Ben Finley, a good friend, and I were talking a few weeks back, and he said something I really didn’t expect, “Why can’t Christians talk openly, like they do in the TV show How I Met Your Mother?” At first, I was completely shocked, but I realized that while these fictional characters do live in an isolated bubble, they are brutally open with each other. In ways that are both good and bad, they can talk about things, as a group, in a way that I have not seen in real life. They talk about everything; relationships, work, family, sex, clothes, and music. I realized that this show, and some others, which I had usually criticized, are not all bad. They offer a model, tainted though it may be with its subject matter, of how we should talk to our close friends. They are constantly pushing each other to do better in their careers, to move forward in their romantic relationships, and they even respect their parents in a pretty meaningful way.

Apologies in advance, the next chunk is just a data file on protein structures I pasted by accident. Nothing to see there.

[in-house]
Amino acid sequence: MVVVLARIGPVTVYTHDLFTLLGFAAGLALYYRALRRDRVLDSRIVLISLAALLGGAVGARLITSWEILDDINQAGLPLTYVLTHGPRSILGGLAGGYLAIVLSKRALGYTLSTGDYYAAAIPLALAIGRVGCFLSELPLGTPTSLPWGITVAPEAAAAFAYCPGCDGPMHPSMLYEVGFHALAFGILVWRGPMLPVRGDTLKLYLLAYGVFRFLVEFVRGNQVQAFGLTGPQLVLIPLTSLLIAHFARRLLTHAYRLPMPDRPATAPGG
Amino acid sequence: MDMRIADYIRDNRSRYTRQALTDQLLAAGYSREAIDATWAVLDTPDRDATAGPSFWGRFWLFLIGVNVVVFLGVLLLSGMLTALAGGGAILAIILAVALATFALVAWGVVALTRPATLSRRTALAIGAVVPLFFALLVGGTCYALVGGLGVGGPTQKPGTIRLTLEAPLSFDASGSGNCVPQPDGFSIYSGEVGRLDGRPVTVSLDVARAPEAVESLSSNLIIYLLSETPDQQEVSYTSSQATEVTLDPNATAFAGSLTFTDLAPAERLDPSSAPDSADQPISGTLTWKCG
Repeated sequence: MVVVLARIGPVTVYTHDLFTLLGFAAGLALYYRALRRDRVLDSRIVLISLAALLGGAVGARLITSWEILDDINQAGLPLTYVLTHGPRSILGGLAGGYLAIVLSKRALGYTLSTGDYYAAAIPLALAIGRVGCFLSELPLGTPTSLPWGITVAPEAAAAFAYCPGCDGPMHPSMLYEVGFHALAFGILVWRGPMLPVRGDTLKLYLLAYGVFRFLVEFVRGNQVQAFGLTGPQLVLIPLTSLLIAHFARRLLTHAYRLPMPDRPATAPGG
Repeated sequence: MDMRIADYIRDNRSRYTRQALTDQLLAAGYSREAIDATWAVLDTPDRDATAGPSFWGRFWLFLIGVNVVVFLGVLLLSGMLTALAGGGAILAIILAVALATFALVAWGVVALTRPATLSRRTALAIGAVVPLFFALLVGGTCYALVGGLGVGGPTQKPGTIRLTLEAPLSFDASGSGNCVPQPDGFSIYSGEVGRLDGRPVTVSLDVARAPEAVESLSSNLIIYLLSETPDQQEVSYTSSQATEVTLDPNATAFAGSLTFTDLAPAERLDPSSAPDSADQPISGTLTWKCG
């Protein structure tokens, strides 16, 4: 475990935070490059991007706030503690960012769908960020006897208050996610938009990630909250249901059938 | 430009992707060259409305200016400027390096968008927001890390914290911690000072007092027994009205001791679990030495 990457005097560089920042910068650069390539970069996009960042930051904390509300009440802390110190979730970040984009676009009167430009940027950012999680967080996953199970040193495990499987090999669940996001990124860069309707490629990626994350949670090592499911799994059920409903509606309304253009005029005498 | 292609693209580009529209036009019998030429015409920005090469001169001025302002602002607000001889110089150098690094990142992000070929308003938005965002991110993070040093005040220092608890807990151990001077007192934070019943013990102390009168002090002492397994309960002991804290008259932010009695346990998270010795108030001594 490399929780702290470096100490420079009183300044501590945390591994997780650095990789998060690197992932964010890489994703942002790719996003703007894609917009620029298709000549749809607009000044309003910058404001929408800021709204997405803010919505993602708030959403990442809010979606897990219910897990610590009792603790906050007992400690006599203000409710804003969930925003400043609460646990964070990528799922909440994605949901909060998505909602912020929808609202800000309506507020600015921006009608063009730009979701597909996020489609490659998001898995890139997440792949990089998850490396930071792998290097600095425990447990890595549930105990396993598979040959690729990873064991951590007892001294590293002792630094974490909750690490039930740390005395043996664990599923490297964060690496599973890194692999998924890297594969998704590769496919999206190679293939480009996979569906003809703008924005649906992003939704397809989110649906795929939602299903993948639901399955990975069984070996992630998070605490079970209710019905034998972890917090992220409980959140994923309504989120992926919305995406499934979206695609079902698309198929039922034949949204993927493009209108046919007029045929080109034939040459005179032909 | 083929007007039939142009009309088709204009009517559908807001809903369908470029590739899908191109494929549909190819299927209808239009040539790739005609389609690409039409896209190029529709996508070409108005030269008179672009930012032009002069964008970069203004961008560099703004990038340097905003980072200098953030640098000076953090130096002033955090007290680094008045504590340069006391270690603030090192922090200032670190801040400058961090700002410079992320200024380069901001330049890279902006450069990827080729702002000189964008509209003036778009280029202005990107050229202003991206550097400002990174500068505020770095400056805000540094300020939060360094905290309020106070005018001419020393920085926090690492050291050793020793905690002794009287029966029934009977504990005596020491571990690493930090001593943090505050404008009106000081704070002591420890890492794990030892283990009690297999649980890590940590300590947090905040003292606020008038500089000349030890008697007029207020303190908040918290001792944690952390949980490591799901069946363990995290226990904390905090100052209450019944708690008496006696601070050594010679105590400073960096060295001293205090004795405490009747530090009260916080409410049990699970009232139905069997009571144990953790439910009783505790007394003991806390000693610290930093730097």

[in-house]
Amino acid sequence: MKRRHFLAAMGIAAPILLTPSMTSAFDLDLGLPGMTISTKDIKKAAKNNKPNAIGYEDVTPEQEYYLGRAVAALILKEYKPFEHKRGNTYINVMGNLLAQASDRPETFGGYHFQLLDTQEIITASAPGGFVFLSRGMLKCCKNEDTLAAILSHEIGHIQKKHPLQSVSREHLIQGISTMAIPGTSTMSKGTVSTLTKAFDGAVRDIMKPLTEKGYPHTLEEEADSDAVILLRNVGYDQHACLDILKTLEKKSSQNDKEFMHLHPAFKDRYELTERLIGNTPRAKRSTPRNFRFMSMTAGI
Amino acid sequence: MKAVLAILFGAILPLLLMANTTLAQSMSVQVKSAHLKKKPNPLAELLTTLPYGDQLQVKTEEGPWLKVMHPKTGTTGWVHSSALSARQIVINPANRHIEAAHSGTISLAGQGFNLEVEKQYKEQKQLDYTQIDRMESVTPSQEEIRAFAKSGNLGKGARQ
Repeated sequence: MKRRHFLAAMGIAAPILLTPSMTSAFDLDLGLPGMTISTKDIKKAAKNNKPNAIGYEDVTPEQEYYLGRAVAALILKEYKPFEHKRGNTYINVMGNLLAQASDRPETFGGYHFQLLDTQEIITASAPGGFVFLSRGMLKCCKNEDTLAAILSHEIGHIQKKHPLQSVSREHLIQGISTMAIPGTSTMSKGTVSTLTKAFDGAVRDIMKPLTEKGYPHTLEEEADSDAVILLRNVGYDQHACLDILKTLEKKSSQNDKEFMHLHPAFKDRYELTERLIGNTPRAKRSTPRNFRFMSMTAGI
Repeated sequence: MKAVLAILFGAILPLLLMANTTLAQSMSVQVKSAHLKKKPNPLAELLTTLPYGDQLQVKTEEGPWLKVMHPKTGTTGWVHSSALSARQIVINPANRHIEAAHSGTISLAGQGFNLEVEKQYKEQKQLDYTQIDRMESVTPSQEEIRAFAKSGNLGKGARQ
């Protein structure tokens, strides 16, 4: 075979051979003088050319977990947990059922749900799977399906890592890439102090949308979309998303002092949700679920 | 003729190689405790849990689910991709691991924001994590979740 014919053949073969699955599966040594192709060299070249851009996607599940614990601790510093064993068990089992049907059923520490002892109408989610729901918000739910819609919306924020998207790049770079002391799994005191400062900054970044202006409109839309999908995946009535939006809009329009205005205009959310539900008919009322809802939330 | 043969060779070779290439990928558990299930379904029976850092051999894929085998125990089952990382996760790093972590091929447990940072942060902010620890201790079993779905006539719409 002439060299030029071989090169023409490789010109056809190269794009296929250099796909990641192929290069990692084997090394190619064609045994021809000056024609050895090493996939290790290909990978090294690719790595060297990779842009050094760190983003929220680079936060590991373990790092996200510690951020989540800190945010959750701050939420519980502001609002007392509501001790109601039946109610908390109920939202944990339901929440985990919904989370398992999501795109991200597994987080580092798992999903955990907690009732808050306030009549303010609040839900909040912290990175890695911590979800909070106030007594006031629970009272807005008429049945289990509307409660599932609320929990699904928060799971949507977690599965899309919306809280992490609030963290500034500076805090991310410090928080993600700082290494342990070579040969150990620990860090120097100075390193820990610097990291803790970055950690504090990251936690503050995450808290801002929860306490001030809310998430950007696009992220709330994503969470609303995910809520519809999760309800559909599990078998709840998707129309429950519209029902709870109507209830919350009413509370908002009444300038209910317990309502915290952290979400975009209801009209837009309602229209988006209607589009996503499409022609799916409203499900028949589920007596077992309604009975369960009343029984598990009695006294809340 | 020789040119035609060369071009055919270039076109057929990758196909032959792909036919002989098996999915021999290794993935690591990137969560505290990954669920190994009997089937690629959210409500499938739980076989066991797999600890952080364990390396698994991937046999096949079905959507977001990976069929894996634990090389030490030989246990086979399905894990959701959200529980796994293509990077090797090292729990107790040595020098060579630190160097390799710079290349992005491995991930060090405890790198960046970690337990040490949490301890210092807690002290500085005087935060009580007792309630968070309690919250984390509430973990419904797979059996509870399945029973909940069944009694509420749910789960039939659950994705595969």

Obviously these shows are fictional, and dramatized, and way more about sex than real life is, but Ben’s comment made me wonder. Why aren’t we more open with our friends, about everything? We need to talk about how things are going, in our careers, friendships, families, but most importantly, we need to know where our friends stand with God. 

Connor and Ben, two of my best friends, showed me similar things in drastically different ways; our friendships need to be more like Jesus'. Jesus did not care if this guy was dumb, or if that women was a prostitute, he just gave of himself to everyone. Jesus' social circles didn't narrow as he grew older, he basically didn't even have a social circle until he was 30. For the last 3 years of his life, He hangs out with everyone, and more importantly, He talks to them, about everything, no matter who they are. We need to be more like that. 

*Author: Thomas Bourne*

The Danger of a Critical Spirit

Author: Sparky Ellis

Author: Sparky Ellis